A Birthday Cake: 9 Year Old Boy Style

 

It seems I have gotten into a ritual of birthday cake sculpture for my kids. I have always tried to do something in keeping with whatever their current obsession happens to be. (Ninjago, in the case of my 9 year old son this year). When I began this I only had one little baby. And making one little fancy cake each year didn’t seem especially onerous… Now I have 4 kids (who insist on having a birthday every year), and they are much more confident in my cake architecture skills than I am.

It’s kind of a labour of love… My ‘thing’, if you will. But the trouble is, I’m never quite certain (until after) that I can pull it off! And I’d hate to disappoint the birthday kid…

 

This topic came up with my sister Karen a few weeks ago, and she said ‘Enjoy it, my boys don’t want fancy cakes anymore!’. So remembering this, I tested the waters with Jamen last week. It went something like this:
Me: ‘Jamen, are you over fancy cakes? Some kids get sick of fancy ones when they get older.’
Jamen: ‘No I’m not sick of them. I want a fancy cake!’
Me (a little later, showing him an example on google images of the theme I was thinking of): ‘What do you think of this?’
Jamen: ‘Oh. That’s ok. …But you can do better than that Mom!’
Me: Sigh…

 

So instead of being off the hook, I was kind of committed to another behemoth cake feat.

 

No, I have never studied psychology. Why do you ask?

 

Admittedly, the birthday cake process was easier before we decided to quit sugar. There are all those handy cake packet mixes and tubs of ready-made frosting available! And if that seems too hard, one can BUY cakes that are already made and decorated!

 

None of them are fructose free though.

 

So these days of course, one has to do the entire thing from scratch. Which is fine. I do take some pride in that… And besides, I have got a preference for edible cakes wherever possible. (As opposed to many of the bought ones which are made of styrofoam and covered in so many cubic meters of icing that you can barely eat them.)

 

 

I wasn’t actually planning on blogging this recipe yet, but feedback from the party-going, cake-eating participants was super positive, so even though this recipe has not been tweaked quite to my satisfaction, I have decided to share…

 

It is completely fructose free except for the black licorice strap (which nobody in our family eats anyway) and the silver cachous I used for the decorations.

 

 

I have made heaps of changes, but this recipe is adapted from this one.

Yellow Layer Cake
Perfect for a fructose free birthday cake!
Print
Cake
  1. 4 1/4 cup (520gr) cake flour (you can make your own: 3/4c plain/all purpose flour + 1/4c corn flour/starch make 1 cup of cake flour)
  2. 2 tsp baking powder
  3. 1 1/2 tsp bicarb soda/baking soda
  4. 1 tsp salt
  5. 1/4 tsp stevia
  6. 1 cup (250gr) softened unsalted butter
  7. 1 cup dextrose
  8. 1/3 cup glucose syrup
  9. 1/2 cup rice malt syrup
  10. 2 tsp vanilla
  11. 4 eggs
  12. 1 1/2 cup buttermilk ...shake well before measuring (you can make your own - see note below)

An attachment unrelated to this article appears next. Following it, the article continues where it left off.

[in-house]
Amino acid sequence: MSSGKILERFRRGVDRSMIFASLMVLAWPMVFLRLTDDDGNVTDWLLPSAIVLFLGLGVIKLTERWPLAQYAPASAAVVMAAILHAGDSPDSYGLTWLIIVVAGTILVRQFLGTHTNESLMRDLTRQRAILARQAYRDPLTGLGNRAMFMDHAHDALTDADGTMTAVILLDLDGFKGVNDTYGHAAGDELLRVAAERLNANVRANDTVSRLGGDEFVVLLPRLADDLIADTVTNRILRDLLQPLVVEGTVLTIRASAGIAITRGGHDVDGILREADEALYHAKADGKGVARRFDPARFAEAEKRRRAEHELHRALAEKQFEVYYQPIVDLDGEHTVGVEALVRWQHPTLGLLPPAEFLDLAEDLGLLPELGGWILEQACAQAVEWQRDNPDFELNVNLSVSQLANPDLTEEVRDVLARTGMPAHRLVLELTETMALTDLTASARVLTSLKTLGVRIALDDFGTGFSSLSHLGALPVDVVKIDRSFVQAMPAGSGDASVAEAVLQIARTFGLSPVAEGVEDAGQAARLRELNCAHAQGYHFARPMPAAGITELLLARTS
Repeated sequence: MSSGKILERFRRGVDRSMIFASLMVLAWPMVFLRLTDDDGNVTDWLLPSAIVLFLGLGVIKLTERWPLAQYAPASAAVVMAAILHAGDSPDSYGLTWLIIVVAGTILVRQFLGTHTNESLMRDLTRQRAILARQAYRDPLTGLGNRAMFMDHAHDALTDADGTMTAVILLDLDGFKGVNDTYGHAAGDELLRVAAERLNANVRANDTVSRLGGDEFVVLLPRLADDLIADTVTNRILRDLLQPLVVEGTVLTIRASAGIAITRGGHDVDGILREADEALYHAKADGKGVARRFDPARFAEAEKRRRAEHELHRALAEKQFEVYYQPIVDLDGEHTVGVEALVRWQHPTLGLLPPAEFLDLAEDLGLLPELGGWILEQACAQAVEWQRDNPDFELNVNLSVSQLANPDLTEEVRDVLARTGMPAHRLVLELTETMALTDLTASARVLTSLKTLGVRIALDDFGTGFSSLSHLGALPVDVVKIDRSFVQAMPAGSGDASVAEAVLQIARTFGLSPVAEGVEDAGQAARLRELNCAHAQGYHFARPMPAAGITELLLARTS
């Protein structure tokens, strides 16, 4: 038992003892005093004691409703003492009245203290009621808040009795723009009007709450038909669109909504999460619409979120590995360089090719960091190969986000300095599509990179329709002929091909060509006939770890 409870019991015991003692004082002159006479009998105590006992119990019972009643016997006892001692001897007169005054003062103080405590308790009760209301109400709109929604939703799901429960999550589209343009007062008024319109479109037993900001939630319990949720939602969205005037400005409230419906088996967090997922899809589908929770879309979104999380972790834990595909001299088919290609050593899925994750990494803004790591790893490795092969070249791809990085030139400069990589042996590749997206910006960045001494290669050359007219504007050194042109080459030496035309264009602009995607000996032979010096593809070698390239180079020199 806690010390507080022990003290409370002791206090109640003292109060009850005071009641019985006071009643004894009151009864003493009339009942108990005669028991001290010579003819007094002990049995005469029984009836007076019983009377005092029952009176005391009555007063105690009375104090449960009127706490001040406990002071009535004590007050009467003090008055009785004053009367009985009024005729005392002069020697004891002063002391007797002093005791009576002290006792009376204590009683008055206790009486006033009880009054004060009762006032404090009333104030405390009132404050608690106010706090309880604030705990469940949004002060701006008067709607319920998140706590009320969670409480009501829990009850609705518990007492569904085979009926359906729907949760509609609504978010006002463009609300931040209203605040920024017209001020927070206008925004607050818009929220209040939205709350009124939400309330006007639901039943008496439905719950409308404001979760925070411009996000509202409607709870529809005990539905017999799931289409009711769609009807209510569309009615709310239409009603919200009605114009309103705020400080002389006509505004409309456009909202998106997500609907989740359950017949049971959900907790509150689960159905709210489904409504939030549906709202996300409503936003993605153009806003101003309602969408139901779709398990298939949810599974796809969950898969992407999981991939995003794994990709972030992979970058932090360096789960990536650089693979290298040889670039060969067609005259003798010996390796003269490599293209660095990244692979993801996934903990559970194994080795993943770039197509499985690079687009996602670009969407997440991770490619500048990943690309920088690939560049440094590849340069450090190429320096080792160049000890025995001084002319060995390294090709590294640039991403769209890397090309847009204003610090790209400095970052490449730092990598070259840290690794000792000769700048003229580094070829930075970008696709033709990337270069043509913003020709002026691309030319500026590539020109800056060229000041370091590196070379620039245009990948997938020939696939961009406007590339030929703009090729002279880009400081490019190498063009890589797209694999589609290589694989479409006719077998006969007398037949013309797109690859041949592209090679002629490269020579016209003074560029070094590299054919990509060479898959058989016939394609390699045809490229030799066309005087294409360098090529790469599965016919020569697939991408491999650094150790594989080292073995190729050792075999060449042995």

Even Better Buttercream Icing
  1. 1 cup (250 gr) unsalted butter
  2. 3 cups icing dextrose (see note below about how to make this)
  3. 1/2 tsp vanilla
  4. 1/4 cup sour cream
  5. pinch of stevia (to taste)
Cake
  1. 1. Cream butter and dextrose together till very pale. Add glucose syrup, rice malt syrup, and vanilla. Beat till combined.
  2. 2. Add eggs one at a time, beating well and scraping down sides of bowl between each one.
  3. 3. Add buttermilk, beat till just combined (it should look curdled not smooth)
  4. 4. Sift flour, baking powder, bicarb soda, salt and stevia together in a separate bowl, whisking to make sure they are well combined.
  5. 5. Add 1/3 of flour mixture at a time, gently beating till just combined (you want to beat the flour as little as possible to keep the cake tender).
  6. 6. Place batter into a cake tin (or tins) lined with baking/parchment paper (or grease and flour the tin). I used one large square tin (25x25cm/10x10 inch) so I could cut it up into the shapes needed for a Lego Ninjago man. But this recipe would be even better made into two 23cm/9in round or 20cm/8in square layers. Rap the tin onto the bench a few times to force the bubbles out.
  7. 7. Bake at 160C (320F) for approx 45-50 mins (less if making 2 layers! Try 35-40 mins). Turn half way through baking if your oven bakes unevenly. Bake till a skewer comes out clean when poked into the centre of the cake.
Even Better Buttercream Icing
  1. 1. Beat butter until very pale.
  2. 2. Add icing dextrose 1/4 cup at a time, beating between each addition (this makes it thicken with less dextrose needed)
  3. 3. Add vanilla, stevia and sour cream. Beat until smooth.
Notes
  1. Icing dextrose: Add the dextrose to a food processor or blender and pulse/blend till very, very fine (like icing sugar!). You will need to stir it a few times, but let it settle before taking the lid off or you will have clouds of powdered dextrose floating around your kitchen! I like to blend a whole packet of dextrose at a time, and keep it in a container ready for the next icing episode.
  2. Buttermilk: To make one cup of buttermilk, measure slightly less than one cup of milk. Add 1 Tbsp (20 ml) of lemon juice or vinegar. Wait 5 minutes then stir. Voila!
Adapted from Smitten Kitchen
Adapted from Smitten Kitchen
Red Hill Recipes http://www.redhillrecipes.com/
 

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